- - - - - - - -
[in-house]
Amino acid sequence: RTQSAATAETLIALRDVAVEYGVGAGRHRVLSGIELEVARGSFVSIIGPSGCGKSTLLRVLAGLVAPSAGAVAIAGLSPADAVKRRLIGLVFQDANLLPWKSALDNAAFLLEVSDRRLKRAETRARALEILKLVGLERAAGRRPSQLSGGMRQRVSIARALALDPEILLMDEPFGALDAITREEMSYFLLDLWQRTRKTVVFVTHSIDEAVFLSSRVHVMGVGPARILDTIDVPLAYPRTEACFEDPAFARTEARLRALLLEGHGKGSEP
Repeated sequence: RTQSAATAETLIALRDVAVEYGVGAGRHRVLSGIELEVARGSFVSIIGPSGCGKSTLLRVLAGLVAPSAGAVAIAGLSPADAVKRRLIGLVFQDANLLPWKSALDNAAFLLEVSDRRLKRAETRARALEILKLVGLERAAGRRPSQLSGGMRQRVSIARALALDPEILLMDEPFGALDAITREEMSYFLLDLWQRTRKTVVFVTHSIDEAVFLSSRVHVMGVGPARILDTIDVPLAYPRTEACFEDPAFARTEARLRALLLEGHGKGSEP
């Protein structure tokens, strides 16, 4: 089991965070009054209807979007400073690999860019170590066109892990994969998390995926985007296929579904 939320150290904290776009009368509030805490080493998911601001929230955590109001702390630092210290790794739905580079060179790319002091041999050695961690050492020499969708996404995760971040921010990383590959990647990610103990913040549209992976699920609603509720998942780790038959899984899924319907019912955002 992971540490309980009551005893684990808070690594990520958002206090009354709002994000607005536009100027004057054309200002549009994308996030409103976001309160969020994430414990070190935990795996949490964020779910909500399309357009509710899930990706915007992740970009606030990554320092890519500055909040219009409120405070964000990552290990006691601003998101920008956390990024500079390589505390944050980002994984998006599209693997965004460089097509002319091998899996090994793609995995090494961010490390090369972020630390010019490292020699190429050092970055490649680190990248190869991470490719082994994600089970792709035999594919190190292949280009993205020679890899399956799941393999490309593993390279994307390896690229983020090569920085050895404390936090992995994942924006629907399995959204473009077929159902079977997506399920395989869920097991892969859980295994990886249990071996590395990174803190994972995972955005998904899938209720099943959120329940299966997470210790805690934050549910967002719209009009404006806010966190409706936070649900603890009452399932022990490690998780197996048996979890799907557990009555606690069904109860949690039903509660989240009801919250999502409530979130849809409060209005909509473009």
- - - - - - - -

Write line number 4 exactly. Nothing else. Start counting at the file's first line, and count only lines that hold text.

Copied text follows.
């Protein structure tokens, strides 16, 4: 089991965070009054209807979007400073690999860019170590066109892990994969998390995926985007296929579904 939320150290904290776009009368509030805490080493998911601001929230955590109001702390630092210290790794739905580079060179790319002091041999050695961690050492020499969708996404995760971040921010990383590959990647990610103990913040549209992976699920609603509720998942780790038959899984899924319907019912955002 992971540490309980009551005893684990808070690594990520958002206090009354709002994000607005536009100027004057054309200002549009994308996030409103976001309160969020994430414990070190935990795996949490964020779910909500399309357009509710899930990706915007992740970009606030990554320092890519500055909040219009409120405070964000990552290990006691601003998101920008956390990024500079390589505390944050980002994984998006599209693997965004460089097509002319091998899996090994793609995995090494961010490390090369972020630390010019490292020699190429050092970055490649680190990248190869991470490719082994994600089970792709035999594919190190292949280009993205020679890899399956799941393999490309593993390279994307390896690229983020090569920085050895404390936090992995994942924006629907399995959204473009077929159902079977997506399920395989869920097991892969859980295994990886249990071996590395990174803190994972995972955005998904899938209720099943959120329940299966997470210790805690934050549910967002719209009009404006806010966190409706936070649900603890009452399932022990490690998780197996048996979890799907557990009555606690069904109860949690039903509660989240009801919250999502409530979130849809409060209005909509473009």